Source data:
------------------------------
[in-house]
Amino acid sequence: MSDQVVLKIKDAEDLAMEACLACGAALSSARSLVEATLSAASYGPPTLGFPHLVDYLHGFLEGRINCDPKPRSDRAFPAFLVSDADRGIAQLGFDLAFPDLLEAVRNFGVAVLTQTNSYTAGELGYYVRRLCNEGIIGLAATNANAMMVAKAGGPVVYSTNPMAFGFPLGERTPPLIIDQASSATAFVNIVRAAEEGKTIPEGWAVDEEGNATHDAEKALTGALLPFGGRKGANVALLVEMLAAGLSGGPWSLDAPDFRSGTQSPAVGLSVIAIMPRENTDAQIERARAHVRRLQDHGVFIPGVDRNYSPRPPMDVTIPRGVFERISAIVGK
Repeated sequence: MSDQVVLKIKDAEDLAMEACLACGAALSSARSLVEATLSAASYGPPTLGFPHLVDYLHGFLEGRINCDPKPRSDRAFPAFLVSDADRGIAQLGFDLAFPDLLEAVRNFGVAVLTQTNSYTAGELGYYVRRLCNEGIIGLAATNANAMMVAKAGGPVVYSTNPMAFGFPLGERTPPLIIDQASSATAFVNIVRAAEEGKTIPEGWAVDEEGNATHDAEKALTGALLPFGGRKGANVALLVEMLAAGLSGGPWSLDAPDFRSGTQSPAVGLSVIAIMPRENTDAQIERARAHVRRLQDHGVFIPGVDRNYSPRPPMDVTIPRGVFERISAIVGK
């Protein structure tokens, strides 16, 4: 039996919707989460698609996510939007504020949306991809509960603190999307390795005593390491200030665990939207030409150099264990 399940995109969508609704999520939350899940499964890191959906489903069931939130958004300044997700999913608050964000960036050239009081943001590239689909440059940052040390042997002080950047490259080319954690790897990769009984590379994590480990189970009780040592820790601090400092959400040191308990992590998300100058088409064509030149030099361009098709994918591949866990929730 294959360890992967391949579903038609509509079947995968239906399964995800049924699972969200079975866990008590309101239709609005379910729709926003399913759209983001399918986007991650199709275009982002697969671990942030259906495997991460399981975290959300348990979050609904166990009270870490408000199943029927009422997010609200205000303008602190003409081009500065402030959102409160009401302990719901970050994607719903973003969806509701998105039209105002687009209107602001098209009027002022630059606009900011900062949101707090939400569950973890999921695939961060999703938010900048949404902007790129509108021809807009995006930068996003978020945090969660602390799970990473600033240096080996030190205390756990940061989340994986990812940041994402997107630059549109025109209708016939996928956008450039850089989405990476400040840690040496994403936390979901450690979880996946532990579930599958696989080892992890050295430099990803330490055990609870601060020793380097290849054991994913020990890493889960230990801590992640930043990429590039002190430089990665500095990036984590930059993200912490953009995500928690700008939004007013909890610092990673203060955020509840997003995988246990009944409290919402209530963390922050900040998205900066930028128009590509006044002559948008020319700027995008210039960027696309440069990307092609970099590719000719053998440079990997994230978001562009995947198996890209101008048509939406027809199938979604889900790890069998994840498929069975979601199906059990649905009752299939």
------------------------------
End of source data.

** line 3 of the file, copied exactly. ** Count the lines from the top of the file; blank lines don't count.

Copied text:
Repeated sequence: MSDQVVLKIKDAEDLAMEACLACGAALSSARSLVEATLSAASYGPPTLGFPHLVDYLHGFLEGRINCDPKPRSDRAFPAFLVSDADRGIAQLGFDLAFPDLLEAVRNFGVAVLTQTNSYTAGELGYYVRRLCNEGIIGLAATNANAMMVAKAGGPVVYSTNPMAFGFPLGERTPPLIIDQASSATAFVNIVRAAEEGKTIPEGWAVDEEGNATHDAEKALTGALLPFGGRKGANVALLVEMLAAGLSGGPWSLDAPDFRSGTQSPAVGLSVIAIMPRENTDAQIERARAHVRRLQDHGVFIPGVDRNYSPRPPMDVTIPRGVFERISAIVGK